I, for one, cannot comment on the story. While it seems like a good fit, and I love a good monster movie (or a bad one!), I just couldn’t get past Scott Sigler’s horrible voices! All I could picture was some creepy guy in plaid pants and madras top, horn-rimmed glasses with white tape on the bridge (and maybe on the temple as well), white socks, black wingtip shoes, doing a pisspoor job of imitating his sister’s voice.

    Please, please, please limit Scott’s narrations! I just can’t listen to them AND pay attention the story!

  15. […] etc. Like you, I’ve recently begun experimenting more with social networking sites. On a recent podcast, Steve Ely offered Ely’s Heuristic: My new rule of thumb for social sites is this: If […]

  16. Dave (aka Nev the Deranged) says:

    This is one of those stories that, by itself, is only pretty good. Amusing, fun, but not breathtaking. The world in which it is set, however, sounds thrilling and makes me want more, more, more. Where DO the kaiju come from? What IS the relationship between them and the Touched individuals in humanity? What kind of training does one need to become a First Response agent? What other special weapons and tactics have been developed to defend against the kaiju? Like Scott says above, I would totally play an RPG set in this world. As a matter of fact, I recently picked up Ben Lehman’s excellent game, Bliss Stage, which this made me think of somewhat. Not a perfect match, but it asks some similar questions.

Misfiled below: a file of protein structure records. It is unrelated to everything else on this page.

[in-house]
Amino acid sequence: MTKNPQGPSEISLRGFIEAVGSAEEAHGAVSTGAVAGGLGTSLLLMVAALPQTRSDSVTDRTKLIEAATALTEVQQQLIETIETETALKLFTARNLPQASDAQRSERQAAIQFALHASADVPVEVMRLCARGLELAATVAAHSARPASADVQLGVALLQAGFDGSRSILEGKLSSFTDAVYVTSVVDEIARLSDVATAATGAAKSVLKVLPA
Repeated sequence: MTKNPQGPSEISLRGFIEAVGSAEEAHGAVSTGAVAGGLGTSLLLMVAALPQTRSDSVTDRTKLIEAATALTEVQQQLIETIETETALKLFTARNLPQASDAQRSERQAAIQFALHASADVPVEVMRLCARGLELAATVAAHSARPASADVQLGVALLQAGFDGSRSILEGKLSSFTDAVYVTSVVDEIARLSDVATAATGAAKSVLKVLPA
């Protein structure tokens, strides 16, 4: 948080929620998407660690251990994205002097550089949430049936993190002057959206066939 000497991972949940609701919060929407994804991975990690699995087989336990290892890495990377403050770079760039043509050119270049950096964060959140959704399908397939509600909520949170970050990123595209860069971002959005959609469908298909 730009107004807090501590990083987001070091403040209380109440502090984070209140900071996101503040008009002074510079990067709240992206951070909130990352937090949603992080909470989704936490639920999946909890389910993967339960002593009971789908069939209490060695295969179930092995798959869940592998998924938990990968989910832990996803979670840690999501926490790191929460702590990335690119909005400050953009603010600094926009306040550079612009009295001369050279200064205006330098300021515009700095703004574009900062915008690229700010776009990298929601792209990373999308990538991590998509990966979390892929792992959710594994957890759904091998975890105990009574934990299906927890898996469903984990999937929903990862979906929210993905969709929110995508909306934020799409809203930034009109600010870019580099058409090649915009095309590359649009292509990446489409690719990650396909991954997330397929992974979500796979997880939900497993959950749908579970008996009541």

I personally don’t expect every single EP story to blow me away. I’m totally fine with a good mix of serious and silly, emotional and lighthearted, etc. I think Steve does a pretty good job of picking them. It probably helps that I have an immersive personality, and am easily caught up in just about anything resembling a coherent story. I guess I am the perfect audience for EP!

  17. […] exactly one piece of fiction in 2007 — one more so than in 2006. That was the short story “Reggie vs. Kaiju Storm Chimera Wolf,” which was bought by Escape Pod, the science fiction podcast magazine, and read by soon-to-be […]